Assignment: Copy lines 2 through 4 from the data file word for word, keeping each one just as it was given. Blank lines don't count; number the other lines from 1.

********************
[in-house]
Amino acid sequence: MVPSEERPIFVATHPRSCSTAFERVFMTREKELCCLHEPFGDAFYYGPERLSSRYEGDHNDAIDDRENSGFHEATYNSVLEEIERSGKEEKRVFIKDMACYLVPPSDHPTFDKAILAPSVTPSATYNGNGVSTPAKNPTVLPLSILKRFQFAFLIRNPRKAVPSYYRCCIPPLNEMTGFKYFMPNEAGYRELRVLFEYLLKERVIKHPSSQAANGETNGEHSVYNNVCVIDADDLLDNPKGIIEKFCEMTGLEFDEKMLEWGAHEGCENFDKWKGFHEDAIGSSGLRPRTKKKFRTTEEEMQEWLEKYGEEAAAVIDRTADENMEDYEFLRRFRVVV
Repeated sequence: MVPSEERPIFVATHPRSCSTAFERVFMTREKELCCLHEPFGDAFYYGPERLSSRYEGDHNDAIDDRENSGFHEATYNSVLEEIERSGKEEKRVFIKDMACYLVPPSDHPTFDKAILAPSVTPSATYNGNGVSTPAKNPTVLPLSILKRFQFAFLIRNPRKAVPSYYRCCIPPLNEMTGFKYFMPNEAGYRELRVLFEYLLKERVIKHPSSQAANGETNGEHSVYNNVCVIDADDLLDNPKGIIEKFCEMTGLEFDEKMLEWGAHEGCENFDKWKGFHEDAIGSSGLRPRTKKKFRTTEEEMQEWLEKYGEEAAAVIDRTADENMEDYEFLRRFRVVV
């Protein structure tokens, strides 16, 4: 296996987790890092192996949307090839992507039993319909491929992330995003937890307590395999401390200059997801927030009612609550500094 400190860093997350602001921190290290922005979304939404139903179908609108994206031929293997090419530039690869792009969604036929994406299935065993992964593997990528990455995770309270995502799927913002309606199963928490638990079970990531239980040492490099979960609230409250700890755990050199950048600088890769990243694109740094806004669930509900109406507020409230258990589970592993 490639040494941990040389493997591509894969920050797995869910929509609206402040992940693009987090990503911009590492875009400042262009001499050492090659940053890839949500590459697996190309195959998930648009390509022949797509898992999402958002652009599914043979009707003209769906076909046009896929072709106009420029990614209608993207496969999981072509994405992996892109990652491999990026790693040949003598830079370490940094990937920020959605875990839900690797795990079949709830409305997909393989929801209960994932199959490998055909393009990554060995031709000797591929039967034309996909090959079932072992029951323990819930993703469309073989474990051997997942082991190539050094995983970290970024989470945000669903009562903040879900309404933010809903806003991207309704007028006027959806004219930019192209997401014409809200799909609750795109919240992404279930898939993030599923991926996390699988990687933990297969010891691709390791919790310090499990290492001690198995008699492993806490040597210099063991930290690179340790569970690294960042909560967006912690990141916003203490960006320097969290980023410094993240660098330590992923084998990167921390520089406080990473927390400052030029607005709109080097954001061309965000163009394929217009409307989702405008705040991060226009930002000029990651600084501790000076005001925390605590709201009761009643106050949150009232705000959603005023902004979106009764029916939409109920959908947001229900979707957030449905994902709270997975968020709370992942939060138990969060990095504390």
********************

Amino acid sequence: MVPSEERPIFVATHPRSCSTAFERVFMTREKELCCLHEPFGDAFYYGPERLSSRYEGDHNDAIDDRENSGFHEATYNSVLEEIERSGKEEKRVFIKDMACYLVPPSDHPTFDKAILAPSVTPSATYNGNGVSTPAKNPTVLPLSILKRFQFAFLIRNPRKAVPSYYRCCIPPLNEMTGFKYFMPNEAGYRELRVLFEYLLKERVIKHPSSQAANGETNGEHSVYNNVCVIDADDLLDNPKGIIEKFCEMTGLEFDEKMLEWGAHEGCENFDKWKGFHEDAIGSSGLRPRTKKKFRTTEEEMQEWLEKYGEEAAAVIDRTADENMEDYEFLRRFRVVV
Repeated sequence: MVPSEERPIFVATHPRSCSTAFERVFMTREKELCCLHEPFGDAFYYGPERLSSRYEGDHNDAIDDRENSGFHEATYNSVLEEIERSGKEEKRVFIKDMACYLVPPSDHPTFDKAILAPSVTPSATYNGNGVSTPAKNPTVLPLSILKRFQFAFLIRNPRKAVPSYYRCCIPPLNEMTGFKYFMPNEAGYRELRVLFEYLLKERVIKHPSSQAANGETNGEHSVYNNVCVIDADDLLDNPKGIIEKFCEMTGLEFDEKMLEWGAHEGCENFDKWKGFHEDAIGSSGLRPRTKKKFRTTEEEMQEWLEKYGEEAAAVIDRTADENMEDYEFLRRFRVVV
């Protein structure tokens, strides 16, 4: 296996987790890092192996949307090839992507039993319909491929992330995003937890307590395999401390200059997801927030009612609550500094 400190860093997350602001921190290290922005979304939404139903179908609108994206031929293997090419530039690869792009969604036929994406299935065993992964593997990528990455995770309270995502799927913002309606199963928490638990079970990531239980040492490099979960609230409250700890755990050199950048600088890769990243694109740094806004669930509900109406507020409230258990589970592993 490639040494941990040389493997591509894969920050797995869910929509609206402040992940693009987090990503911009590492875009400042262009001499050492090659940053890839949500590459697996190309195959998930648009390509022949797509898992999402958002652009599914043979009707003209769906076909046009896929072709106009420029990614209608993207496969999981072509994405992996892109990652491999990026790693040949003598830079370490940094990937920020959605875990839900690797795990079949709830409305997909393989929801209960994932199959490998055909393009990554060995031709000797591929039967034309996909090959079932072992029951323990819930993703469309073989474990051997997942082991190539050094995983970290970024989470945000669903009562903040879900309404933010809903806003991207309704007028006027959806004219930019192209997401014409809200799909609750795109919240992404279930898939993030599923991926996390699988990687933990297969010891691709390791919790310090499990290492001690198995008699492993806490040597210099063991930290690179340790569970690294960042909560967006912690990141916003203490960006320097969290980023410094993240660098330590992923084998990167921390520089406080990473927390400052030029607005709109080097954001061309965000163009394929217009409307989702405008705040991060226009930002000029990651600084501790000076005001925390605590709201009761009643106050949150009232705000959603005023902004979106009764029916939409109920959908947001229900979707957030449905994902709270997975968020709370992942939060138990969060990095504390």